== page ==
Workplace

Mitsubishi Jet facing cancellations

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In 2009 CM argued (in a former life) that the Mitsubishi Regional Jet (MRJ) was doomed to failure. It was answering a question that no one was asking. It seems that one of its customers, Eastern Airlines, which originally placed 40 orders found itself in receivership and its new owners do not seem to have any intention honouring Eastern’s order book. With a total order book (including options) of 447 MRJ aircraft, this would be a big dent. The plane has been beset with delays, material changes (it was to have carbon composite wings but it was deemed too expensive so switched back to alloys, increasing weight hence hurting economics) and the realities of the industry.

1. Demand – Both Boeing & Airbus publish detailed long range fleet forecasts every year. They are both in agreement that regional jets (50-100 seats) have little future forecasting they’ll represent a total of 3,000 orders in the next two decades. Around 8 years ago that forecast was 5,000.

2. Incumbents – Embraer and Bombardier dominate the regional jet market with some 80% share. Mitsubishi is looking to beat the door down in an industry where risk is not wanted. The Chinese are entering the market with the C-919 and the Russians with the Sukhoi Superjet. Mitsubishi wanted a 20% share. Of 5,000 units that’s 1000 units they banked on. At 3,000 that’s only 600 units their share target would hit. Boeing and Airbus are offering slightly smaller versions of the 737 and A320 series to cater to the market that would normally buy an RJ.

3. Pilots – well most pilots are certified to fly only one type of commercial plane at any given time so Mitsubishi needs to make sure it’s planes can have a supply of pilots to fly them and airlines need to take a bet on expansion. Same goes for ground crew training.

4. Existing fleet – if a regional airline wanted to expand, if they used Embraer ERJ-145s it is better to get more of the same as the economics are well understood. Also the pool of pilots is likely more accessible. Route gaps need to be filed as soon as possible so waiting 12 months to get an MRJ may not work for an airline.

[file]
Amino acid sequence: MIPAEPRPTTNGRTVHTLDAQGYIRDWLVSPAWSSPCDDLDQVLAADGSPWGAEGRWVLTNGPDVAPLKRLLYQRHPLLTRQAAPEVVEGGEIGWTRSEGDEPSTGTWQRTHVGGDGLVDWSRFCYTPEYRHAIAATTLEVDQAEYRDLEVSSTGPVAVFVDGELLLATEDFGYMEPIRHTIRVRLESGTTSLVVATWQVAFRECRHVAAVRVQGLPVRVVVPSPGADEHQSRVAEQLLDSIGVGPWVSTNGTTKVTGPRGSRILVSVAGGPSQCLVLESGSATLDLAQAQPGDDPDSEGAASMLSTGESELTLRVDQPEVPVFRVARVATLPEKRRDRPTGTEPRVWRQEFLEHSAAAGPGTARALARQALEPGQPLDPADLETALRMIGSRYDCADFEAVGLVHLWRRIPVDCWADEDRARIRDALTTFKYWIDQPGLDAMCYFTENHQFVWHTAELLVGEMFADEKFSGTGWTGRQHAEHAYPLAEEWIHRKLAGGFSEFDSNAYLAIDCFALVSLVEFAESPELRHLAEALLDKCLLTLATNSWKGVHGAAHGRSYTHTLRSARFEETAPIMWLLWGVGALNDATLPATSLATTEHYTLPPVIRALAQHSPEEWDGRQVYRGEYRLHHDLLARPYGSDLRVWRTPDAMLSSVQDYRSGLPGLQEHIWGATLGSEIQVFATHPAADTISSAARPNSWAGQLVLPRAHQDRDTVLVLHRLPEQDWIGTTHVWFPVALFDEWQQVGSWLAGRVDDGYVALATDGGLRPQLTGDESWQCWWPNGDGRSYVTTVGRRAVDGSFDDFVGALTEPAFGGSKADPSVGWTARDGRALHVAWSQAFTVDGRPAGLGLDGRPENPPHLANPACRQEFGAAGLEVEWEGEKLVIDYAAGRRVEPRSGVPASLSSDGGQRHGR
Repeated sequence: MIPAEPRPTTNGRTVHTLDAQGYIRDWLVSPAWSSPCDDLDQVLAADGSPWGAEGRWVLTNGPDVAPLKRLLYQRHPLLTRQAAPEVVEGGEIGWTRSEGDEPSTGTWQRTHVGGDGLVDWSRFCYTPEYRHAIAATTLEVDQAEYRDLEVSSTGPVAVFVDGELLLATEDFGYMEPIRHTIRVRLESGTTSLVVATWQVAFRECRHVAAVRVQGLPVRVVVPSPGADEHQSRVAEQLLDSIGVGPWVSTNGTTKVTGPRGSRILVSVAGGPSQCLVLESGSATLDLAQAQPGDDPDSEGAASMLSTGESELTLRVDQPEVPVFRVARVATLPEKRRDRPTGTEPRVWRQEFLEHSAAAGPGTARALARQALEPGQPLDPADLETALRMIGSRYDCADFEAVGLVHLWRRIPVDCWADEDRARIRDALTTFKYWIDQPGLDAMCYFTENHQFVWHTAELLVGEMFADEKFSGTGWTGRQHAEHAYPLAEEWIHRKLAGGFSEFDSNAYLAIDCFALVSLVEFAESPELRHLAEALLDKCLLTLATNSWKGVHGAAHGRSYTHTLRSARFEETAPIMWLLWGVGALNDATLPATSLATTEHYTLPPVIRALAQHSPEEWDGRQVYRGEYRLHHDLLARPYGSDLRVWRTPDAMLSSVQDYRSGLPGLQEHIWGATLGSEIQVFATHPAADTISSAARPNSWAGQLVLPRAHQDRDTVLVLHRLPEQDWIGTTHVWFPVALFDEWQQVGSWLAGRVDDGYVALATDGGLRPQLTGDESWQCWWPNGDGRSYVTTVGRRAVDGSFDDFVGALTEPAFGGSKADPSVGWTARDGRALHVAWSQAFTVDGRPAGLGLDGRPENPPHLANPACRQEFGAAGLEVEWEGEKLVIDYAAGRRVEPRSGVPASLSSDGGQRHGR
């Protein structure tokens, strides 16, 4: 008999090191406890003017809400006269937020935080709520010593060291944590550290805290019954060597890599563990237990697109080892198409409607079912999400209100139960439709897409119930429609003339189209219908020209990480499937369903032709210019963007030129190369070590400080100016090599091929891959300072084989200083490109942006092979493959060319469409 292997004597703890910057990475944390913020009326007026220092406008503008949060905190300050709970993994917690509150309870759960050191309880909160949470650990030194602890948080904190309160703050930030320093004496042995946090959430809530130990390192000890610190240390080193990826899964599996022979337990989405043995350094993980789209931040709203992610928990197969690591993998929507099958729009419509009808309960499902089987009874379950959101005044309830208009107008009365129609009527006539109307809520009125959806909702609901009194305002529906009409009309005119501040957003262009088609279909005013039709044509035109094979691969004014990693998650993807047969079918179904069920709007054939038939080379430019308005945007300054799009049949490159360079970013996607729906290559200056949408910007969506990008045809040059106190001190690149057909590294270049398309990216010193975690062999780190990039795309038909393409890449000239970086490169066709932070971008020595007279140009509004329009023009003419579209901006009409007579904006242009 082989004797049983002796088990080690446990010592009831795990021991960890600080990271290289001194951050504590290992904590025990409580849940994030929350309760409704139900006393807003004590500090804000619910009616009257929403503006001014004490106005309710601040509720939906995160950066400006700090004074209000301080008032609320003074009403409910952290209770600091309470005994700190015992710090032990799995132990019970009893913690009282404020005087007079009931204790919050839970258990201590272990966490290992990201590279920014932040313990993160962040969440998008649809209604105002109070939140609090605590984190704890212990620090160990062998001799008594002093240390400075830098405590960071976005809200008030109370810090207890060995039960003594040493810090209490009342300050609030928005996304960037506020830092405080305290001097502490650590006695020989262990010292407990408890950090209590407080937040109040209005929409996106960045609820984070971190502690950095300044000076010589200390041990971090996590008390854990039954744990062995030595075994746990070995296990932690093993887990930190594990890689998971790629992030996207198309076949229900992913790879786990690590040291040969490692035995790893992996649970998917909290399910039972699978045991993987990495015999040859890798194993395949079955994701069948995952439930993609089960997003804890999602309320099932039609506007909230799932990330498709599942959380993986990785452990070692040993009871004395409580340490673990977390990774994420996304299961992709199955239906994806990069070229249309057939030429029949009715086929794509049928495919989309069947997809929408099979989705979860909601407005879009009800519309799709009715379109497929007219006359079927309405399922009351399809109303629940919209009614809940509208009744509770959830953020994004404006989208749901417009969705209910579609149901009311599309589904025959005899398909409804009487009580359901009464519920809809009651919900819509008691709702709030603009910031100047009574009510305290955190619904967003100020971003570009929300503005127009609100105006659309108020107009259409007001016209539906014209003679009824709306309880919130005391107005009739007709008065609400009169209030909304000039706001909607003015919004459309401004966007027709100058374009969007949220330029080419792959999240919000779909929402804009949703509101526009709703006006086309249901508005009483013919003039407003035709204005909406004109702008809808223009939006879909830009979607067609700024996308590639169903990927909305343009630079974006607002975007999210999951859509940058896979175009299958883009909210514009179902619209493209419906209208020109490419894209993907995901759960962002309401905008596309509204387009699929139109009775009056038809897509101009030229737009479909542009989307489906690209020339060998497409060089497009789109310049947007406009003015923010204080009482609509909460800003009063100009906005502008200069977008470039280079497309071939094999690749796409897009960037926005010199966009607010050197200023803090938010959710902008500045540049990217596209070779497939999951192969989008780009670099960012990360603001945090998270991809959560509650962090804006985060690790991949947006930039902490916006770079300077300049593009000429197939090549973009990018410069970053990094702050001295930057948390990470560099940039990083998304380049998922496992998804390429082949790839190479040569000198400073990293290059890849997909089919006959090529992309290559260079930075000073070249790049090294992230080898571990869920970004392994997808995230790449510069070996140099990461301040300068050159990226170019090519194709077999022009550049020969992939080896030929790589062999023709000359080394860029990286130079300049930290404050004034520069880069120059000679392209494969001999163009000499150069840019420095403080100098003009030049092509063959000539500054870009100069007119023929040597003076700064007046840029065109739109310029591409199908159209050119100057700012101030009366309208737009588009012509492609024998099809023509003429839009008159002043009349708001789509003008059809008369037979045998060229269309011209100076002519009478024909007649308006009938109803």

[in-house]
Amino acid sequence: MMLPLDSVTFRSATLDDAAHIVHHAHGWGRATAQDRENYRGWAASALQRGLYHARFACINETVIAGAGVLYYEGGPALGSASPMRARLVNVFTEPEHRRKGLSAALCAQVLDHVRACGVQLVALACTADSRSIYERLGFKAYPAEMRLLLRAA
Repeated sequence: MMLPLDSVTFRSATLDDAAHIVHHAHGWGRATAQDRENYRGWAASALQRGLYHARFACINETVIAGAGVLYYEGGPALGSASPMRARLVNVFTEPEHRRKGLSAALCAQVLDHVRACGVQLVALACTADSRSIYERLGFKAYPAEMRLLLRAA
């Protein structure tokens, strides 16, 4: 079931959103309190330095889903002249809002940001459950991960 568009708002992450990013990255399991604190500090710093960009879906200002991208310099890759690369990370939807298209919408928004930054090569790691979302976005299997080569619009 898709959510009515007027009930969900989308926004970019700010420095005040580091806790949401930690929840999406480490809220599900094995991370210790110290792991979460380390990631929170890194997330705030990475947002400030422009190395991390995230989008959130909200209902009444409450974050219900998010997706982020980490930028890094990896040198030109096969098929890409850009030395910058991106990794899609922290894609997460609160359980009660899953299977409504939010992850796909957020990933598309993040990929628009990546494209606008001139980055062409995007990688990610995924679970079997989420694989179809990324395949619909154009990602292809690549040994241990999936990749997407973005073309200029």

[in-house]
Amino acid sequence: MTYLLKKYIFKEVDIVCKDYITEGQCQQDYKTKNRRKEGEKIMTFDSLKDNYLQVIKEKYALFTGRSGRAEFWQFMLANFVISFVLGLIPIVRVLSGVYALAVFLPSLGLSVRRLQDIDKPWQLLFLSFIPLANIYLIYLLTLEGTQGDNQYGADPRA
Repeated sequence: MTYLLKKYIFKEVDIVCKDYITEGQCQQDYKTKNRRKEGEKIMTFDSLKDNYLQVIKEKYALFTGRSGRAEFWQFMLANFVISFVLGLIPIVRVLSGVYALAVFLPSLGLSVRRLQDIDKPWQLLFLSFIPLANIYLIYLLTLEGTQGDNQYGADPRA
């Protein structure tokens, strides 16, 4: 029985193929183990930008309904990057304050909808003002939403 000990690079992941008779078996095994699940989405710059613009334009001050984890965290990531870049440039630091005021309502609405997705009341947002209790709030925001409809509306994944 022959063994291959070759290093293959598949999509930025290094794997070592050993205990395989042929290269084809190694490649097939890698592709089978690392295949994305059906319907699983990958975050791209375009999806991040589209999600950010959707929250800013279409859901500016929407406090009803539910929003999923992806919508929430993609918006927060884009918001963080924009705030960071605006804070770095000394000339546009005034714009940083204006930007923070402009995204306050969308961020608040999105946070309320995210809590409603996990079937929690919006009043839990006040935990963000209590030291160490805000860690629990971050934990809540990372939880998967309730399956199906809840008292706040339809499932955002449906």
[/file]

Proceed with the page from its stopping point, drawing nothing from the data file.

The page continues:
5. Residual values – when airlines get into financial turbulence, sometimes fleets need to be trimmed. Having a ‘liquid’ fleet which is easily placed at another airline helps balance sheet (relatively speaking). The best example was the GE engined 747 (60% of market) which sold at a premium to the Rolls-Royce engined 747 (15% of  market) in the used market because very few airlines used RR. A fleet of MRJs may have few homes to go if airlines need to part with them quickly. Airlines know this so it is likely that Mitsubishi is providing such residual value guarantees to bank in the orders.

However if Mitsubishi keep losing orders then the airlines that intend to use them may switch away on the basis that the risks down the line are too great. Regional airline budgets are thin. Risks are avoided at all costs.

The MRJ will likely fall foul of the Mitsubishi YS-11 of the 1970s. Great concept but poor execution on the basis of not having a big enough grasp of the industry dynamics. JAL and ANA will likely he asked to do national service on top of the initial tour of duty to support the plane.